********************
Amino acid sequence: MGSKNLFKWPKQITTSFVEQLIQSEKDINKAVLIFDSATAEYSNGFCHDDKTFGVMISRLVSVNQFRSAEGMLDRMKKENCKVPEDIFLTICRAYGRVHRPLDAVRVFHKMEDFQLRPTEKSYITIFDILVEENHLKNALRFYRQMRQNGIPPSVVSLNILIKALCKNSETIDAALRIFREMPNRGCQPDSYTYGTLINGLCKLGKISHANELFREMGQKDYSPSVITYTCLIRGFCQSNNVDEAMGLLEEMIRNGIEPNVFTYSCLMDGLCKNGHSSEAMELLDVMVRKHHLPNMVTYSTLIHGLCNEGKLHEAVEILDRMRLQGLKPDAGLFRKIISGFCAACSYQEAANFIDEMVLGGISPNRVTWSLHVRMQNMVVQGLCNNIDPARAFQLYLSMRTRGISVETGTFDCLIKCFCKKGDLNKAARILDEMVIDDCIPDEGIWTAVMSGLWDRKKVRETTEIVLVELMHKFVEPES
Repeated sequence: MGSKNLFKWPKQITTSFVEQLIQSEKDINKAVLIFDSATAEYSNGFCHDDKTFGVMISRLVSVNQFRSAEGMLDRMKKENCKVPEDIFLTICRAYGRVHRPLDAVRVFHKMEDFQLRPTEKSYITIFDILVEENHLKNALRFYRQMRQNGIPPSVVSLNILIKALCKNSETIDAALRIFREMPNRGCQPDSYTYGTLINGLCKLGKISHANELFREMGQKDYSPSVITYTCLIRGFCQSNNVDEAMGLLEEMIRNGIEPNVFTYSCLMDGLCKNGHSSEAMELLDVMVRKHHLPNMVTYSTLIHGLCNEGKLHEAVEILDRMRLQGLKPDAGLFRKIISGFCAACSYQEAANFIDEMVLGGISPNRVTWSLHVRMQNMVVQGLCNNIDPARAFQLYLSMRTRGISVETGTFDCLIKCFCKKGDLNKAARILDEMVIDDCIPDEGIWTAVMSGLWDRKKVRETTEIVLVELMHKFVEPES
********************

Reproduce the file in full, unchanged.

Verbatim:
Amino acid sequence: MGSKNLFKWPKQITTSFVEQLIQSEKDINKAVLIFDSATAEYSNGFCHDDKTFGVMISRLVSVNQFRSAEGMLDRMKKENCKVPEDIFLTICRAYGRVHRPLDAVRVFHKMEDFQLRPTEKSYITIFDILVEENHLKNALRFYRQMRQNGIPPSVVSLNILIKALCKNSETIDAALRIFREMPNRGCQPDSYTYGTLINGLCKLGKISHANELFREMGQKDYSPSVITYTCLIRGFCQSNNVDEAMGLLEEMIRNGIEPNVFTYSCLMDGLCKNGHSSEAMELLDVMVRKHHLPNMVTYSTLIHGLCNEGKLHEAVEILDRMRLQGLKPDAGLFRKIISGFCAACSYQEAANFIDEMVLGGISPNRVTWSLHVRMQNMVVQGLCNNIDPARAFQLYLSMRTRGISVETGTFDCLIKCFCKKGDLNKAARILDEMVIDDCIPDEGIWTAVMSGLWDRKKVRETTEIVLVELMHKFVEPES
Repeated sequence: MGSKNLFKWPKQITTSFVEQLIQSEKDINKAVLIFDSATAEYSNGFCHDDKTFGVMISRLVSVNQFRSAEGMLDRMKKENCKVPEDIFLTICRAYGRVHRPLDAVRVFHKMEDFQLRPTEKSYITIFDILVEENHLKNALRFYRQMRQNGIPPSVVSLNILIKALCKNSETIDAALRIFREMPNRGCQPDSYTYGTLINGLCKLGKISHANELFREMGQKDYSPSVITYTCLIRGFCQSNNVDEAMGLLEEMIRNGIEPNVFTYSCLMDGLCKNGHSSEAMELLDVMVRKHHLPNMVTYSTLIHGLCNEGKLHEAVEILDRMRLQGLKPDAGLFRKIISGFCAACSYQEAANFIDEMVLGGISPNRVTWSLHVRMQNMVVQGLCNNIDPARAFQLYLSMRTRGISVETGTFDCLIKCFCKKGDLNKAARILDEMVIDDCIPDEGIWTAVMSGLWDRKKVRETTEIVLVELMHKFVEPES